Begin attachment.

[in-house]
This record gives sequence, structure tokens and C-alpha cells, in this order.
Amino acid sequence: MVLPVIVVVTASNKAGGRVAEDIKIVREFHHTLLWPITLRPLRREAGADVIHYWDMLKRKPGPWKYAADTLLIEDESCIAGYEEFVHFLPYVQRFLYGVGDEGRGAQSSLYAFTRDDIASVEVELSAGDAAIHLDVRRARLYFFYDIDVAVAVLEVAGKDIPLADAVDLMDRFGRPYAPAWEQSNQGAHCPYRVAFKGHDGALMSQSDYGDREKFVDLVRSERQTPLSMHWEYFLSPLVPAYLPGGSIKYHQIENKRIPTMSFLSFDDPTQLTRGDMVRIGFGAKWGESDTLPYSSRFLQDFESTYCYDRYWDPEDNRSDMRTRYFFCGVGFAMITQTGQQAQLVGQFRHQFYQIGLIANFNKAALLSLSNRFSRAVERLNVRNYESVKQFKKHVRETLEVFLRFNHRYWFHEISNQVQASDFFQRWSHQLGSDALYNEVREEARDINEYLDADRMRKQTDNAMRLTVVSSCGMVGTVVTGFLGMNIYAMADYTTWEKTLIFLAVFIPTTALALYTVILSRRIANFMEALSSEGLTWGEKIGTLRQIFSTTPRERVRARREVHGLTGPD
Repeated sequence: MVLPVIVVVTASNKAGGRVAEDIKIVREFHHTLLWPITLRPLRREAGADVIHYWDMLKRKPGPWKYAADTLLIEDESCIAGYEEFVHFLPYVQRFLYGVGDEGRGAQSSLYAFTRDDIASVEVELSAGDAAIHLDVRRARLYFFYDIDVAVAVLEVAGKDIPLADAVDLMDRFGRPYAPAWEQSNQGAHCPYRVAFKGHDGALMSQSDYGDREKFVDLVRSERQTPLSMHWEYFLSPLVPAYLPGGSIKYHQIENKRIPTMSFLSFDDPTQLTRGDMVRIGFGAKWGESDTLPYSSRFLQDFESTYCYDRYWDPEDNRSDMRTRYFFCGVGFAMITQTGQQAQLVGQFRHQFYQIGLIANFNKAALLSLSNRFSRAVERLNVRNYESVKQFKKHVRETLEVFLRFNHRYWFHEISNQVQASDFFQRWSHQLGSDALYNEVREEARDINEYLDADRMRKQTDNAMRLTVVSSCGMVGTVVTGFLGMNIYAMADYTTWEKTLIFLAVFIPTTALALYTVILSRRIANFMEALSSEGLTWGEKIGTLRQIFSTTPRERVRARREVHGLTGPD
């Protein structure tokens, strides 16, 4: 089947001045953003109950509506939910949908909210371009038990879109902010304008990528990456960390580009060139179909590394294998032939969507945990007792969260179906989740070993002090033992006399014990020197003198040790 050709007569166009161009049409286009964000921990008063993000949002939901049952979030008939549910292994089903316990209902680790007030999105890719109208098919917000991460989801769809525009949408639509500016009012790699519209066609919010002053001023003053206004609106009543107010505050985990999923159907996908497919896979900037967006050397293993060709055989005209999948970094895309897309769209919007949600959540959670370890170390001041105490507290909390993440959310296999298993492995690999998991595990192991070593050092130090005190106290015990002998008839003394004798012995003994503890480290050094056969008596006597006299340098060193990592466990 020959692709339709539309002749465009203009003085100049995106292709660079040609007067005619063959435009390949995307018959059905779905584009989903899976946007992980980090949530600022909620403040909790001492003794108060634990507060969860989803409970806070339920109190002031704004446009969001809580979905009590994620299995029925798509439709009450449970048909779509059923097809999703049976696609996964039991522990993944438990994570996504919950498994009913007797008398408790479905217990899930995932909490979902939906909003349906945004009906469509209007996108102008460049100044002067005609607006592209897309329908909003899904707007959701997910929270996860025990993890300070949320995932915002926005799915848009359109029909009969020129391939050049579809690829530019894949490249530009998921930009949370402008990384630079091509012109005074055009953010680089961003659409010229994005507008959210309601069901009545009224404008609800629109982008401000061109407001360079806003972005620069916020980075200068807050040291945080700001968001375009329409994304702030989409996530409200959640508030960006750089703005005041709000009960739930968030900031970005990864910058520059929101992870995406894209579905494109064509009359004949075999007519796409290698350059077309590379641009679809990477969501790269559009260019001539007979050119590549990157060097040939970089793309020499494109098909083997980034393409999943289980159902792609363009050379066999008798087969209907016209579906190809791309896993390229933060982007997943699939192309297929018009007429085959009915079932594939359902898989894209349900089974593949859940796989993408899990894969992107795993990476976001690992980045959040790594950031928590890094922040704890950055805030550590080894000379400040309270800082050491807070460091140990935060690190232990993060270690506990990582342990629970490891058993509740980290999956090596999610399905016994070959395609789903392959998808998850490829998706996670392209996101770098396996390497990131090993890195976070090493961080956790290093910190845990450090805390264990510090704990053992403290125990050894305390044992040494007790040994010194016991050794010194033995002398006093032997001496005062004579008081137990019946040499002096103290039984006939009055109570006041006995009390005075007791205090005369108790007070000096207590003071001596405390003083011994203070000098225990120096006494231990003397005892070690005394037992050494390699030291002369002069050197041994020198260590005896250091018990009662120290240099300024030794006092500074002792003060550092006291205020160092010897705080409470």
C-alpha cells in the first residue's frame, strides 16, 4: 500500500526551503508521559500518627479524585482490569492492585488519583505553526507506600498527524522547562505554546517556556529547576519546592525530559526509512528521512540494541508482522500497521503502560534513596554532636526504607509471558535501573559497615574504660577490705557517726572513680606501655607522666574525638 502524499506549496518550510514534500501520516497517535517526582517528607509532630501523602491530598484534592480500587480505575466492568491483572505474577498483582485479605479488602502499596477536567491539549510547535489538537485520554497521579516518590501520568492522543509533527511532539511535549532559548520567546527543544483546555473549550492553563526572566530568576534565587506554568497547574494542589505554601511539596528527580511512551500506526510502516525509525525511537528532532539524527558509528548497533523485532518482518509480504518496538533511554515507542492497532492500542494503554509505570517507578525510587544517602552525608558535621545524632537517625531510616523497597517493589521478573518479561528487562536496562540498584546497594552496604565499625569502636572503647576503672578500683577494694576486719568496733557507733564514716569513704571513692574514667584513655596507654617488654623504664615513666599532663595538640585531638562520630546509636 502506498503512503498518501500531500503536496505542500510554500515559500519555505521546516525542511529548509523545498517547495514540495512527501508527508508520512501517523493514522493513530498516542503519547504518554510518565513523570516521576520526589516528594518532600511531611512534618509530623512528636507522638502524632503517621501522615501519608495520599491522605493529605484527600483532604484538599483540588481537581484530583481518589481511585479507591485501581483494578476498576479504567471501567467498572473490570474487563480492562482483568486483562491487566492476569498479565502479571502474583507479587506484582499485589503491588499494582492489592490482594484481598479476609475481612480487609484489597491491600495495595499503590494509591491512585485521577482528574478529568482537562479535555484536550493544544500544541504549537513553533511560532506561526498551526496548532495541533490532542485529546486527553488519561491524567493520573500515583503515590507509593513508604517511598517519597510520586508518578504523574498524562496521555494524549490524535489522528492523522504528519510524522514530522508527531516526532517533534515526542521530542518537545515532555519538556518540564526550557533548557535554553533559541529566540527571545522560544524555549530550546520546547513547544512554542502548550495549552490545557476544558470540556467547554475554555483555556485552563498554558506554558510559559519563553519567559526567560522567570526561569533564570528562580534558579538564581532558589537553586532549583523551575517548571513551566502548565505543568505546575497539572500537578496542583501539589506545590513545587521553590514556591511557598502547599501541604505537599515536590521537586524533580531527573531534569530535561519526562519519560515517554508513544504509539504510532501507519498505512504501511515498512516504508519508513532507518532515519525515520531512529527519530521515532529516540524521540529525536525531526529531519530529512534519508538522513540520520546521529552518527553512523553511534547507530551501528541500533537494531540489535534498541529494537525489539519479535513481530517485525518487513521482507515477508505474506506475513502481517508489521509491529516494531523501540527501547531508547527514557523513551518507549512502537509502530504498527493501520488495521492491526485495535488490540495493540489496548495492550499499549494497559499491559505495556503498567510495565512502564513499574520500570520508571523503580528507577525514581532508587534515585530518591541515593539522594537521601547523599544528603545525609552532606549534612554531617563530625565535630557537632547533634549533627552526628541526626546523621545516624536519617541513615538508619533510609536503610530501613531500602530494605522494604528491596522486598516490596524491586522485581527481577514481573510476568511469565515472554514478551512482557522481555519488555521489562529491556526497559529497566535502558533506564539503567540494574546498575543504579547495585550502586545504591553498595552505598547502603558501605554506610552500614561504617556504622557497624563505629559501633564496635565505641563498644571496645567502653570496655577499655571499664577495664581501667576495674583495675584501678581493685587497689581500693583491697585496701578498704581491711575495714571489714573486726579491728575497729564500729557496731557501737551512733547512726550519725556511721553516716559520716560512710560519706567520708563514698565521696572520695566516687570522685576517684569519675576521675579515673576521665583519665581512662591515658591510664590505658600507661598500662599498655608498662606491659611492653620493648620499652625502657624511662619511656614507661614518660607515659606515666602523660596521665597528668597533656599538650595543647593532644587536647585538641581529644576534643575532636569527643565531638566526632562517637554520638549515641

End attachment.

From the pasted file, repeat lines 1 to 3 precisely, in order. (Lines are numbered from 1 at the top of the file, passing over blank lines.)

[in-house]
This record gives sequence, structure tokens and C-alpha cells, in this order.
Amino acid sequence: MVLPVIVVVTASNKAGGRVAEDIKIVREFHHTLLWPITLRPLRREAGADVIHYWDMLKRKPGPWKYAADTLLIEDESCIAGYEEFVHFLPYVQRFLYGVGDEGRGAQSSLYAFTRDDIASVEVELSAGDAAIHLDVRRARLYFFYDIDVAVAVLEVAGKDIPLADAVDLMDRFGRPYAPAWEQSNQGAHCPYRVAFKGHDGALMSQSDYGDREKFVDLVRSERQTPLSMHWEYFLSPLVPAYLPGGSIKYHQIENKRIPTMSFLSFDDPTQLTRGDMVRIGFGAKWGESDTLPYSSRFLQDFESTYCYDRYWDPEDNRSDMRTRYFFCGVGFAMITQTGQQAQLVGQFRHQFYQIGLIANFNKAALLSLSNRFSRAVERLNVRNYESVKQFKKHVRETLEVFLRFNHRYWFHEISNQVQASDFFQRWSHQLGSDALYNEVREEARDINEYLDADRMRKQTDNAMRLTVVSSCGMVGTVVTGFLGMNIYAMADYTTWEKTLIFLAVFIPTTALALYTVILSRRIANFMEALSSEGLTWGEKIGTLRQIFSTTPRERVRARREVHGLTGPD